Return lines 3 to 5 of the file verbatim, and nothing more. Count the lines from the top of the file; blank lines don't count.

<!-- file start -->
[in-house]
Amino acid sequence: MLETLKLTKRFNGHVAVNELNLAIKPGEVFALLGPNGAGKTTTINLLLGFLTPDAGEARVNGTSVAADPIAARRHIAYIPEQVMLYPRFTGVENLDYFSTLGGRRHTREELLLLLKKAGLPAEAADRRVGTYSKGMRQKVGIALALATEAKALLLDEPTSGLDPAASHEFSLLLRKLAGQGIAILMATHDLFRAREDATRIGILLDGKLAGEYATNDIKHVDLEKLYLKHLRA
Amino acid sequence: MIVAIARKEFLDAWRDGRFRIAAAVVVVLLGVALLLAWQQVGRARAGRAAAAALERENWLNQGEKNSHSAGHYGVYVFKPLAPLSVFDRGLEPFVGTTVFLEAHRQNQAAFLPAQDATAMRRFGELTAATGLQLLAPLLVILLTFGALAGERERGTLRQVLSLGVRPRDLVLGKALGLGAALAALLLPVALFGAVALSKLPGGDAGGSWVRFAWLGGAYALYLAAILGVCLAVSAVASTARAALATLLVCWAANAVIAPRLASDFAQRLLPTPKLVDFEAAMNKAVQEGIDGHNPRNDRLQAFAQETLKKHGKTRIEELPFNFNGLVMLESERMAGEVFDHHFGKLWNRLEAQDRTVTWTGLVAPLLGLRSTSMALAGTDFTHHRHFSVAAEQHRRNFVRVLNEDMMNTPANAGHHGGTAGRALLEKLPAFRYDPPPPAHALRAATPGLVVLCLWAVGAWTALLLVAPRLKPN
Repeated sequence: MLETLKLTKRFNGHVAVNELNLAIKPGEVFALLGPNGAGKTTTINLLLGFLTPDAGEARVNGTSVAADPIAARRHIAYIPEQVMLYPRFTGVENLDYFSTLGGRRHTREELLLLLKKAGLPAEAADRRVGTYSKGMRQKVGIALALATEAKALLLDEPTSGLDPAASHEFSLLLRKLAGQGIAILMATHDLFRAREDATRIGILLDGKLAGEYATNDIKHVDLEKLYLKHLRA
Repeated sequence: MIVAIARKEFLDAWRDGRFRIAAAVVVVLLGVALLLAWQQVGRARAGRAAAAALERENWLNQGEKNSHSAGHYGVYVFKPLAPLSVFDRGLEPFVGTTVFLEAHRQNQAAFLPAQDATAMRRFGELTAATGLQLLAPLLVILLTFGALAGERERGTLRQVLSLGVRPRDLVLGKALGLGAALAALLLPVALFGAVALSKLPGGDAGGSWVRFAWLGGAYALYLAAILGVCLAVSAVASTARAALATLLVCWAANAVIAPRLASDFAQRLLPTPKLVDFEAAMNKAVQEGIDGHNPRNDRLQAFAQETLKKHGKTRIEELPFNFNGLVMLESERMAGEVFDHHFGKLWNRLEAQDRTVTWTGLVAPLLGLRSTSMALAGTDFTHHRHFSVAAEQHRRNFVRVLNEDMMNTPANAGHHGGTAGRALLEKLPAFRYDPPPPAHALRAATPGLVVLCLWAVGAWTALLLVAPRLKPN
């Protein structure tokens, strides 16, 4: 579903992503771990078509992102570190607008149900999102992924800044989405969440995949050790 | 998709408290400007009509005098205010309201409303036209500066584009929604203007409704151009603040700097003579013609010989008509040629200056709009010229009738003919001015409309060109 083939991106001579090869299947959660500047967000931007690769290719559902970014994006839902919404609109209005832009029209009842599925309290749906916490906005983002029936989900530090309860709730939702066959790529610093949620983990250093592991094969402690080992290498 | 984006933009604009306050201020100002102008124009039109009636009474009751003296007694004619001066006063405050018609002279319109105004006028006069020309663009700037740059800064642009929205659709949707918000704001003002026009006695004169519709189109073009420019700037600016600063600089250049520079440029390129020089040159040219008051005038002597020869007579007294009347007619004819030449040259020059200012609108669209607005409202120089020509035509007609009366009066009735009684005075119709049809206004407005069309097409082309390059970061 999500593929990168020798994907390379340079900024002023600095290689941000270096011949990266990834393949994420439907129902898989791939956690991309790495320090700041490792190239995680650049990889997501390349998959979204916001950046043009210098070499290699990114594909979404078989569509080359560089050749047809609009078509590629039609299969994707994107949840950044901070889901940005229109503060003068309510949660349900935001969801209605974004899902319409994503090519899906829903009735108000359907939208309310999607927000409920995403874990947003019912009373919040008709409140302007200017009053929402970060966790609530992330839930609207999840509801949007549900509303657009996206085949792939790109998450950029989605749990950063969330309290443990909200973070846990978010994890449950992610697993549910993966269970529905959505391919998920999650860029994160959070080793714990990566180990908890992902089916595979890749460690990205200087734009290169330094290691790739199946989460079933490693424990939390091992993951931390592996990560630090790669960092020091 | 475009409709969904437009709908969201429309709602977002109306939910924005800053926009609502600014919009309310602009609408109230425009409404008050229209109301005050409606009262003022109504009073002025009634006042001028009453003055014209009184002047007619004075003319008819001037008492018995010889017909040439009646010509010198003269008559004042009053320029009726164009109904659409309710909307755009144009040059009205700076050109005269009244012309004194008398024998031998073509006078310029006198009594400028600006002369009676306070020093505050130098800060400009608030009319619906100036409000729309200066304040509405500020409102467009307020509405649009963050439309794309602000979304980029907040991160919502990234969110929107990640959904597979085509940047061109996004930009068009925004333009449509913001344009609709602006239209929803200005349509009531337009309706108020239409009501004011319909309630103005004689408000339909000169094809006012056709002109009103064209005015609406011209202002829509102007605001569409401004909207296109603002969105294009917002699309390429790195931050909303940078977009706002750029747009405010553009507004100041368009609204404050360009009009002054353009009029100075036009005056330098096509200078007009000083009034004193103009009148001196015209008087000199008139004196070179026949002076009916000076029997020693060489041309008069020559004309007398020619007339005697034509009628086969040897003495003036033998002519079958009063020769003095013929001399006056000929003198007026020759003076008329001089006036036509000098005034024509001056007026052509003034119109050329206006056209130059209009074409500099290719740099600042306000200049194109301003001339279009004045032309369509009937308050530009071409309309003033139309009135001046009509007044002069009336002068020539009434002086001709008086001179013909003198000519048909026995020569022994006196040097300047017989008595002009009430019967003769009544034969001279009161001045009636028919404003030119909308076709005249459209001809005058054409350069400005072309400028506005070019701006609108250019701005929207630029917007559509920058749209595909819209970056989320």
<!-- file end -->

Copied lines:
Amino acid sequence: MIVAIARKEFLDAWRDGRFRIAAAVVVVLLGVALLLAWQQVGRARAGRAAAAALERENWLNQGEKNSHSAGHYGVYVFKPLAPLSVFDRGLEPFVGTTVFLEAHRQNQAAFLPAQDATAMRRFGELTAATGLQLLAPLLVILLTFGALAGERERGTLRQVLSLGVRPRDLVLGKALGLGAALAALLLPVALFGAVALSKLPGGDAGGSWVRFAWLGGAYALYLAAILGVCLAVSAVASTARAALATLLVCWAANAVIAPRLASDFAQRLLPTPKLVDFEAAMNKAVQEGIDGHNPRNDRLQAFAQETLKKHGKTRIEELPFNFNGLVMLESERMAGEVFDHHFGKLWNRLEAQDRTVTWTGLVAPLLGLRSTSMALAGTDFTHHRHFSVAAEQHRRNFVRVLNEDMMNTPANAGHHGGTAGRALLEKLPAFRYDPPPPAHALRAATPGLVVLCLWAVGAWTALLLVAPRLKPN
Repeated sequence: MLETLKLTKRFNGHVAVNELNLAIKPGEVFALLGPNGAGKTTTINLLLGFLTPDAGEARVNGTSVAADPIAARRHIAYIPEQVMLYPRFTGVENLDYFSTLGGRRHTREELLLLLKKAGLPAEAADRRVGTYSKGMRQKVGIALALATEAKALLLDEPTSGLDPAASHEFSLLLRKLAGQGIAILMATHDLFRAREDATRIGILLDGKLAGEYATNDIKHVDLEKLYLKHLRA
Repeated sequence: MIVAIARKEFLDAWRDGRFRIAAAVVVVLLGVALLLAWQQVGRARAGRAAAAALERENWLNQGEKNSHSAGHYGVYVFKPLAPLSVFDRGLEPFVGTTVFLEAHRQNQAAFLPAQDATAMRRFGELTAATGLQLLAPLLVILLTFGALAGERERGTLRQVLSLGVRPRDLVLGKALGLGAALAALLLPVALFGAVALSKLPGGDAGGSWVRFAWLGGAYALYLAAILGVCLAVSAVASTARAALATLLVCWAANAVIAPRLASDFAQRLLPTPKLVDFEAAMNKAVQEGIDGHNPRNDRLQAFAQETLKKHGKTRIEELPFNFNGLVMLESERMAGEVFDHHFGKLWNRLEAQDRTVTWTGLVAPLLGLRSTSMALAGTDFTHHRHFSVAAEQHRRNFVRVLNEDMMNTPANAGHHGGTAGRALLEKLPAFRYDPPPPAHALRAATPGLVVLCLWAVGAWTALLLVAPRLKPN